In 1600 Viceroy Fernando Ruiz de Castro heard that his master Philip III of Spain had decided to visit Naples and his first thought was finding a location for the obligatory lavish festivities.
One glance at the handful of gloomy castles and fortified houses available told him a new palace was in order. He told Domenico Fontana to design something stunning for the ruler of the Spanish Empire and by 1602 had raised a substantial building that would be the focus of power in the region for nearly four centuries.
Spanish viceroys gave way to Austrian ones; then during the Kingdom of the Two Sicilies the palace was one of four residences used by the Bourbon kings of Naples. After severe fire damage in 1837 architect Gaetano Genovese undertook a major restoration and expansion, supervising the creation of gardens on the seaward side. Bombing during WWII also took its toll, requiring extensive repair.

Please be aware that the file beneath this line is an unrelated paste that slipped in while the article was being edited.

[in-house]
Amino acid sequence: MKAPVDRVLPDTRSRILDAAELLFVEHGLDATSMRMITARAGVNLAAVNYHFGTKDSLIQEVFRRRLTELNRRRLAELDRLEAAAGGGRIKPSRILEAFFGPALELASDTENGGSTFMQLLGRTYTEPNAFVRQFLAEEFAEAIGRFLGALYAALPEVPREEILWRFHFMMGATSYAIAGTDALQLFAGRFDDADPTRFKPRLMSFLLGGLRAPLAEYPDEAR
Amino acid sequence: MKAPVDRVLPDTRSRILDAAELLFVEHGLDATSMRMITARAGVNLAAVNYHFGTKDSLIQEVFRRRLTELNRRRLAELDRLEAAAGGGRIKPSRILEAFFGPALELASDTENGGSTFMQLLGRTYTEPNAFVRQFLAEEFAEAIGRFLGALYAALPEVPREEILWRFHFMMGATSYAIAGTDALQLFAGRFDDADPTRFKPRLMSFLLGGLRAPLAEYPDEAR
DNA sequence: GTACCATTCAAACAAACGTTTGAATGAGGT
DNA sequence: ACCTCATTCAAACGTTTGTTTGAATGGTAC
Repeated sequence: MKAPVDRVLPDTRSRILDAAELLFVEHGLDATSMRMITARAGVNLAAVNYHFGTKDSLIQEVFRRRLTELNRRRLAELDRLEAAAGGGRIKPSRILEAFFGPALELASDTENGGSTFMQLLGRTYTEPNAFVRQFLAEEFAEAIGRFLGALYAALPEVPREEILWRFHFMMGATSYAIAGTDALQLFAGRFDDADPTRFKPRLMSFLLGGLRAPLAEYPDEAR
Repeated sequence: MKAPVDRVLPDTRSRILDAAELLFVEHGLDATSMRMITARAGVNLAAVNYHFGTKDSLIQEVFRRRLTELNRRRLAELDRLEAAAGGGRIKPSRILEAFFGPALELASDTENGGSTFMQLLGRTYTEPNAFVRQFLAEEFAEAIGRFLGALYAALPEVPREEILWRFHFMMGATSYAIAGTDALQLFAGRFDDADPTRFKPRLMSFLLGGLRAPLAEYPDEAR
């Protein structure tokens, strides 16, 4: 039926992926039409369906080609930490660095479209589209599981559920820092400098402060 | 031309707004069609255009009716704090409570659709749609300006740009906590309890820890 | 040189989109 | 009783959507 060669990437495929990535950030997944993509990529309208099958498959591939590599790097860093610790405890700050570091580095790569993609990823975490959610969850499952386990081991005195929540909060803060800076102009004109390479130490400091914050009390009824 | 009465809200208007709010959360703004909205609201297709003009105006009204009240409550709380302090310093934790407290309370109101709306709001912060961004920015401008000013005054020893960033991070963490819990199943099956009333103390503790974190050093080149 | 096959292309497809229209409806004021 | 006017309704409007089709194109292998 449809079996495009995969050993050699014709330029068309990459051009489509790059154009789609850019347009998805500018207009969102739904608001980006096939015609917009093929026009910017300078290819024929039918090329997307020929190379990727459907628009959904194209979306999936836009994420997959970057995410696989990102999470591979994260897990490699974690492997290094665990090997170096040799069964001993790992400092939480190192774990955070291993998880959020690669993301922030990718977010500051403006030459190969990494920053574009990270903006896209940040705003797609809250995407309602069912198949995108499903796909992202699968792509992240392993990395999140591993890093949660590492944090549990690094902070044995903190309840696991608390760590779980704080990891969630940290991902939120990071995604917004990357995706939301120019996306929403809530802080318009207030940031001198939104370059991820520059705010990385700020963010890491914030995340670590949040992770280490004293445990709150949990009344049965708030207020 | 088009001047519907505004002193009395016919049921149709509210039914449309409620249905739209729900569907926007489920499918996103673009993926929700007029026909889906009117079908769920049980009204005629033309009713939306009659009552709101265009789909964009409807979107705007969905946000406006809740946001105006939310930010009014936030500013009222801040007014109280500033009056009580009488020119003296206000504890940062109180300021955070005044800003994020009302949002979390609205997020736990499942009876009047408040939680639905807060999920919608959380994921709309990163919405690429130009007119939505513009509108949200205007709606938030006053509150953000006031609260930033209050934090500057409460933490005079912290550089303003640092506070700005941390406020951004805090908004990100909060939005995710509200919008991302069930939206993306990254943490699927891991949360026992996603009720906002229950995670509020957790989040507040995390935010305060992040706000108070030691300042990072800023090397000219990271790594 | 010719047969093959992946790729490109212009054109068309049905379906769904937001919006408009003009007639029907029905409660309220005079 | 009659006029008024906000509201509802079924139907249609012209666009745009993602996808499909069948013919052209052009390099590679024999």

Inside the palace rich neoclassical interiors still overwhelm the visitor with their silk hangings, gold leaf, ormolu and stucco, while on the façade eight magnificent statues of the Kings of Naples (added 1888) gaze out onto Piazza del Plebiscito.
Today the palace is the backdrop to ceremonial occasions and public concerts.
And what did Philip III of Spain think of his new building? Alas, he never turned up. But if he hadn’t had the idea of scheduling a visit, Naples would be the poorer by one sumptuous palace.